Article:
Hessian / Primitive Man – The Abyss Stares Back #2

Hessian-Primitive-Man

 

Denver purveyors of animosity Primitive Man seem to have a thing for ‘splits’ – this latest share, The Abyss Stares Back #2 with Ghent sludge/drone kings Hessian (Hypertension) being their third this year. The Belgians’ effort, Inward Dawn, is by turns both evil, shimmering with the lead tones of post-black, then soporific; veering and twisting riffs ploughed through the heart by pounding drums and an unholy, tar-seeping roar from vocalist Bram which, despite the terrifying sound, is unusually intelligible. A clear production enhances the nefarious effect and the hypnotic, slightly quickened drone style of the tracks’ second half is both eerie yet suffocatingly horny.

Primitive Man’s contribution, Unable, begins with the squalling feedback reminiscent of last year’s nauseating free download album, but soon descends into a tolling slab of enmity. Ethan McCarthy‘s voice barks like a bear who has just ingested the heart of evil, and the bass in the faster sections slicing flesh whilst breakdowns to funereal pace is positively monolithic. No-one can accuse these guys of being an easy listen but, for those of us who ‘get it’, their vile sludge possesses a raw emotion rarely found, the demons powering it are even harder to exorcise. Some intricate stickwork and emotive, hysteric lead-play from the centre section leads to rampant slaughter, and shows the invention marking these guys as one of the genre’s most powerful outfits right now.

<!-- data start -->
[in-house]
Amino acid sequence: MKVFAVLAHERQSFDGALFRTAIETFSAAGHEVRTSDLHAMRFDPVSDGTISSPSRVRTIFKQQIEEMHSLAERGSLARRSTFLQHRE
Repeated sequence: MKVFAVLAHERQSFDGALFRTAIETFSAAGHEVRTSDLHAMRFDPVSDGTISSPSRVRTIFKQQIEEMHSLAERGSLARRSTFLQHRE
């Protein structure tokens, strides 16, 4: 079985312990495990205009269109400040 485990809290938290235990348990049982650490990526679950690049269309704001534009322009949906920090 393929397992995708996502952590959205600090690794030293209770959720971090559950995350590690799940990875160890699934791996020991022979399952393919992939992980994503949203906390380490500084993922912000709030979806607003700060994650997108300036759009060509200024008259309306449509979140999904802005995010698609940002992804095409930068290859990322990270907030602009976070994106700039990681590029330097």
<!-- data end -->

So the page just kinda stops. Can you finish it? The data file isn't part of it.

Despite that godawful free download…

8.0/10

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PAUL QUINN

Centuries – Taedium Vitae

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Hessian – Manegarmr

Hessian coverManegarmr begins with a symphony of heavy, whirlwind guitars in opener ‘Ascension’. Hessian draws comparisons to their countrymen Amenra, but unlike the latter’s penchant for post-metal, Hessian prefer to be more up-front. Manegarmr definitely deserves to be played at obscene volume. The driving guitar is at the forefront of the whole record and it’s interplay with the growled vocals of Bram, makes the feeling all the more menacing. At times it’s metallic, but not so much that it sounds overproduced or copyist. Continue reading